Drupal and Pressflow have too much magic in them, and not the good kind. On the recent Facebook webcast introducing HipHop PHP, their PHP-to-C++ converter, they broke down PHP language features into two categories: magic and mundane. The distinction is how well each capability of PHP, a dynamic language, translates to a static language like C++. “Mundane” features translate well to C++ and get a big performance boost in HipHop PHP. “Magic” features are either unsupported, like eval(), or run about as fast as today’s PHP+APC, like call_user_func_array().
Problems with traditional pagination
- Because pagination uses row offsets into the results, browsing listings where newly published items get added to the beginning of the results creates “page drift.” Page drift is where a user already browsing through paginated results sees, for example, items E, D, and C on page one, waits awhile, clicks to the next page, and sees items C, B, and A. Going back to page one again shows F (newly published), E, and D. Item C “drifted” to page two while the user was reading page one. If new items are published frequently enough, pagination can become unusable due to this drifting effect.
- Even if content and ordering are fully indexed, jumping n rows into the results remains inefficient; it scales linearly with depth into pagination.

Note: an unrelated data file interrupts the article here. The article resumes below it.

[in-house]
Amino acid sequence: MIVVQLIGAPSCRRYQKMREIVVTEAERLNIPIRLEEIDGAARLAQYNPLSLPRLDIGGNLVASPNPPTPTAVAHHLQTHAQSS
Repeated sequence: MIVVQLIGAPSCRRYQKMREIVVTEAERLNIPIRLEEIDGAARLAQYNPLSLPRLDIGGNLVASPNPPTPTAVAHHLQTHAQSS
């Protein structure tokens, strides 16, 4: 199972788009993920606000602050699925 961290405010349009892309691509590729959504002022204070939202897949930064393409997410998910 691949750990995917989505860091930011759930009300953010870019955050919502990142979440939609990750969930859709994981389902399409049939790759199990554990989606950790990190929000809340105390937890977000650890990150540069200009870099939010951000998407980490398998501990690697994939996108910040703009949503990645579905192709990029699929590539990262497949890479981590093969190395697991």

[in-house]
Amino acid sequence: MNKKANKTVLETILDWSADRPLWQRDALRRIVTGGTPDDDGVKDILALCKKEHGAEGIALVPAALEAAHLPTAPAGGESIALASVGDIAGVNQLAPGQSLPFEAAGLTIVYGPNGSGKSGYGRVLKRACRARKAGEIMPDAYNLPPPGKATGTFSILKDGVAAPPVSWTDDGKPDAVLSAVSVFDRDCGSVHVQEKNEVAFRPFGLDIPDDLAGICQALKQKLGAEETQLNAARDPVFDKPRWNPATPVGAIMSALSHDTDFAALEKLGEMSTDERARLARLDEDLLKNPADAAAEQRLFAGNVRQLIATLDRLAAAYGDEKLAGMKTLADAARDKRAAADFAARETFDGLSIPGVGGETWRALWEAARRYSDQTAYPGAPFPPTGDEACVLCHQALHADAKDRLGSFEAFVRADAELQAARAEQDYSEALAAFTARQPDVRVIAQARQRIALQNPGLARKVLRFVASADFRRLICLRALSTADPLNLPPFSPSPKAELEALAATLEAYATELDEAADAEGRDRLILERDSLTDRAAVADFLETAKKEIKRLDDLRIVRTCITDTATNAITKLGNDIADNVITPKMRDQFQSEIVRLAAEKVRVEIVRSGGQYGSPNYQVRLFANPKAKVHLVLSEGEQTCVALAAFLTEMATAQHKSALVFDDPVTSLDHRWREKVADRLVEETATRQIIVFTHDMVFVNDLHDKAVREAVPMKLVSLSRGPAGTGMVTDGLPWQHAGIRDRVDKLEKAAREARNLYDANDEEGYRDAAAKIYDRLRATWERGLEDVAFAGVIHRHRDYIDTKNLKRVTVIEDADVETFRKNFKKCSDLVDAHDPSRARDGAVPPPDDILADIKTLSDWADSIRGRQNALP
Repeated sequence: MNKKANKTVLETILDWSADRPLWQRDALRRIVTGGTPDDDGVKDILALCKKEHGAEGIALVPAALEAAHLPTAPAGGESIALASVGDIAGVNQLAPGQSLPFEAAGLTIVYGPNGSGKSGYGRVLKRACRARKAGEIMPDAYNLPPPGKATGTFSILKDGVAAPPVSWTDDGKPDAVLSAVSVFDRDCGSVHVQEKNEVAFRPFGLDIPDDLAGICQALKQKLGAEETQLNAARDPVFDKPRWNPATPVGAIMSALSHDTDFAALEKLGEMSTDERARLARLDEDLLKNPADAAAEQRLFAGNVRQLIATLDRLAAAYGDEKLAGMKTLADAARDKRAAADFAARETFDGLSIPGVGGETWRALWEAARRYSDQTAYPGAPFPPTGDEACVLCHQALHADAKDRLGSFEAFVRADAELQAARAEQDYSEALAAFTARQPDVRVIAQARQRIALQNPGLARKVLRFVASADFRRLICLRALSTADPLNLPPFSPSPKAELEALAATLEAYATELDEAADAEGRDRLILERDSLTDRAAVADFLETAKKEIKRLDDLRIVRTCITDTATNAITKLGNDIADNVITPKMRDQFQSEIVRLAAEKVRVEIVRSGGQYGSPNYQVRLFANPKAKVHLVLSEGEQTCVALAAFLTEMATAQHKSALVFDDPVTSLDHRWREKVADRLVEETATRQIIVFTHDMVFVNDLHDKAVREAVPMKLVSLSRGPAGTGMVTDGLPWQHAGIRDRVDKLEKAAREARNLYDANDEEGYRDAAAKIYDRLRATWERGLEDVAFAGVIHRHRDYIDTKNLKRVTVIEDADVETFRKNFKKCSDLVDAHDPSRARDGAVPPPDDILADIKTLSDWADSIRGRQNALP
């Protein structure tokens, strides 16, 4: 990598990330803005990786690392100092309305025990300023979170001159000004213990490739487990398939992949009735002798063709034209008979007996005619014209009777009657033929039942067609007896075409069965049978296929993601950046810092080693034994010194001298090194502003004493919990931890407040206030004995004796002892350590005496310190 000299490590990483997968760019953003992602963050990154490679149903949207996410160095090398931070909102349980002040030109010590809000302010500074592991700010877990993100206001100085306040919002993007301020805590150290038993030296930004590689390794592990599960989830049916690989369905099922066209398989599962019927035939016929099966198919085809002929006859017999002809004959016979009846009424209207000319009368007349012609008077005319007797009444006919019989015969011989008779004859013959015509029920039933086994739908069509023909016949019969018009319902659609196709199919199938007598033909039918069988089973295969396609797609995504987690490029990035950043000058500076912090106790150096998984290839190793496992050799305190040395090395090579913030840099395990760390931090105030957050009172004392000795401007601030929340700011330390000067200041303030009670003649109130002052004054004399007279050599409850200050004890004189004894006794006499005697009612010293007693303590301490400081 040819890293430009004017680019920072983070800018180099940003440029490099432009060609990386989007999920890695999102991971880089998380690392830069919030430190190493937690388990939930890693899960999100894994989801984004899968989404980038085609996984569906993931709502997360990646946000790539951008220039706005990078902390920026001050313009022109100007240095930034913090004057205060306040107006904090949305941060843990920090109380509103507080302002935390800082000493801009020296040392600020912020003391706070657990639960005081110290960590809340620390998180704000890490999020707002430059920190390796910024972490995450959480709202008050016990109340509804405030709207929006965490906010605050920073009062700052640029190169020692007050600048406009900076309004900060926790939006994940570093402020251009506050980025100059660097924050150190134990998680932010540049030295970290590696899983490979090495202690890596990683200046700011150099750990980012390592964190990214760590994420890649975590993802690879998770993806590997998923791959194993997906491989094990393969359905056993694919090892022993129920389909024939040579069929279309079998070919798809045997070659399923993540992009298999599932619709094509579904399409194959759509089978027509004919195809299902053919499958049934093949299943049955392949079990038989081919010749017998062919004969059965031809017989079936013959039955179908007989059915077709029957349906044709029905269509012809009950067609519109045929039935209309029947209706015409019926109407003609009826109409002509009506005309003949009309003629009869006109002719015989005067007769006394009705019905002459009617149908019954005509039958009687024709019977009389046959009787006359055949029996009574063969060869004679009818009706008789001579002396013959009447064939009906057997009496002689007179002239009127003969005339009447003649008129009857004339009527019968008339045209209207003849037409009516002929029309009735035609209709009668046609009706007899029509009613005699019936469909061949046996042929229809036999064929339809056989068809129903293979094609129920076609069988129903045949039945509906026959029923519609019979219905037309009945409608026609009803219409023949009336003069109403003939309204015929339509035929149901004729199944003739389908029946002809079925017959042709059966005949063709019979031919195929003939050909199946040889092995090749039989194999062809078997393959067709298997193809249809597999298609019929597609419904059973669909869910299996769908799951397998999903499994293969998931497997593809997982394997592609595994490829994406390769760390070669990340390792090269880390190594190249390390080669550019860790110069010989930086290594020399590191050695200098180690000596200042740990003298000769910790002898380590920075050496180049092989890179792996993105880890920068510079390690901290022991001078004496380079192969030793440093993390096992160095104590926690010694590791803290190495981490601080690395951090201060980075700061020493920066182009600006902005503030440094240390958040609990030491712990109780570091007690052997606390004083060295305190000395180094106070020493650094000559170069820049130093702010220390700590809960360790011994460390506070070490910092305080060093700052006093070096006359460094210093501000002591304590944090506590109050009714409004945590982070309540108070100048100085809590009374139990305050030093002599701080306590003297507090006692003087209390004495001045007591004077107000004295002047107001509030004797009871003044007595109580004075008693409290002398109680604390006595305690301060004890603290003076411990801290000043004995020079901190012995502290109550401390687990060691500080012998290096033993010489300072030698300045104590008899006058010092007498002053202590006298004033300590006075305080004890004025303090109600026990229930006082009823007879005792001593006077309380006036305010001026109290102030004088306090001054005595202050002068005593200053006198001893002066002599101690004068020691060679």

- Paginating sets where the content and ordering are not fully indexed is even worse, often to the point of being unusable.
- The design is optimized around visiting arbitrary page offsets, which does not reflect user needs. Users only need to make relative jumps in pagination of up to 10 pages (or so) in either direction or to start from the end of the results. (If users are navigating results by hopping to arbitrary pages to drill down to what they need, there are other flaws in the system.)
Anyone experienced with high-performance, scalable PHP development is familiar with APC and memcached. But used alone, they each have serious limitations:
- Low latency
- No need to serialize/unserialize items
- Scales perfectly with more web servers
- No enforced consistency across multiple web servers
- Cache is not shared; each web server must generate each item
- Consistent across multiple web servers
- Cache is shared across all web servers; items only need to be generated once
- High latency
- Requires serializing/unserializing items
- Easily shards data across multiple web servers, but is still a big, shared cache
Combining the two
Traditionally, application developers simply think about consistency needs. If consistency is unnecessary (or the scope of the application is one web server), APC is great. Otherwise, memcached is the choice. There is, however, a third, hybrid option: use memcached as a coordination system for invalidation with APC as the main item cache. This functions as a loose L1/L2 cache structure. To borrow terminology from multimaster replication systems, memcached stores “tombstone” records.
chx and I gathered last week in Vancouver’s West End for a two-person performance sprint during the final code slush days, allowing us to finish several key improvements to Drupal’s database layer. Right afterward, many more people joined us for another sprint to port key modules to Drupal 7. People worked in-person, voluntarily over IRC, and involuntarily over IRC (lost passport).